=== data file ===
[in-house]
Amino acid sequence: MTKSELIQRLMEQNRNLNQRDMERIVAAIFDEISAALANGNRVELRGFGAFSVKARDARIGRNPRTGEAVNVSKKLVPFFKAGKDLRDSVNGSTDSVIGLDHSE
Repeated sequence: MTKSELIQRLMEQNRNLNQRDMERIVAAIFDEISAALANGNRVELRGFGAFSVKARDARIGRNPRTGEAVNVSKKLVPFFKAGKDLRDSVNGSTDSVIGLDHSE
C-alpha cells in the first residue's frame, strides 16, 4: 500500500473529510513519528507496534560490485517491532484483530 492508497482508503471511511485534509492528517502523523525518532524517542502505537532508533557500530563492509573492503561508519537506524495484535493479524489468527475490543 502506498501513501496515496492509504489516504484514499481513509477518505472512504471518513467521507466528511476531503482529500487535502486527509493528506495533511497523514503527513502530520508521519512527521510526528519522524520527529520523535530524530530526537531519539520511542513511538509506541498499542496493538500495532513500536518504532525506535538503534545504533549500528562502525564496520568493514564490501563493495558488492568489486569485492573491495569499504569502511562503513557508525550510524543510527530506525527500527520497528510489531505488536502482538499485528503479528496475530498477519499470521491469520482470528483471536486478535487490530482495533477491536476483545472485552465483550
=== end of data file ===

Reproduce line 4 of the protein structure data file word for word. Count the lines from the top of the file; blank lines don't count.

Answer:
C-alpha cells in the first residue's frame, strides 16, 4: 500500500473529510513519528507496534560490485517491532484483530 492508497482508503471511511485534509492528517502523523525518532524517542502505537532508533557500530563492509573492503561508519537506524495484535493479524489468527475490543 502506498501513501496515496492509504489516504484514499481513509477518505472512504471518513467521507466528511476531503482529500487535502486527509493528506495533511497523514503527513502530520508521519512527521510526528519522524520527529520523535530524530530526537531519539520511542513511538509506541498499542496493538500495532513500536518504532525506535538503534545504533549500528562502525564496520568493514564490501563493495558488492568489486569485492573491495569499504569502511562503513557508525550510524543510527530506525527500527520497528510489531505488536502482538499485528503479528496475530498477519499470521491469520482470528483471536486478535487490530482495533477491536476483545472485552465483550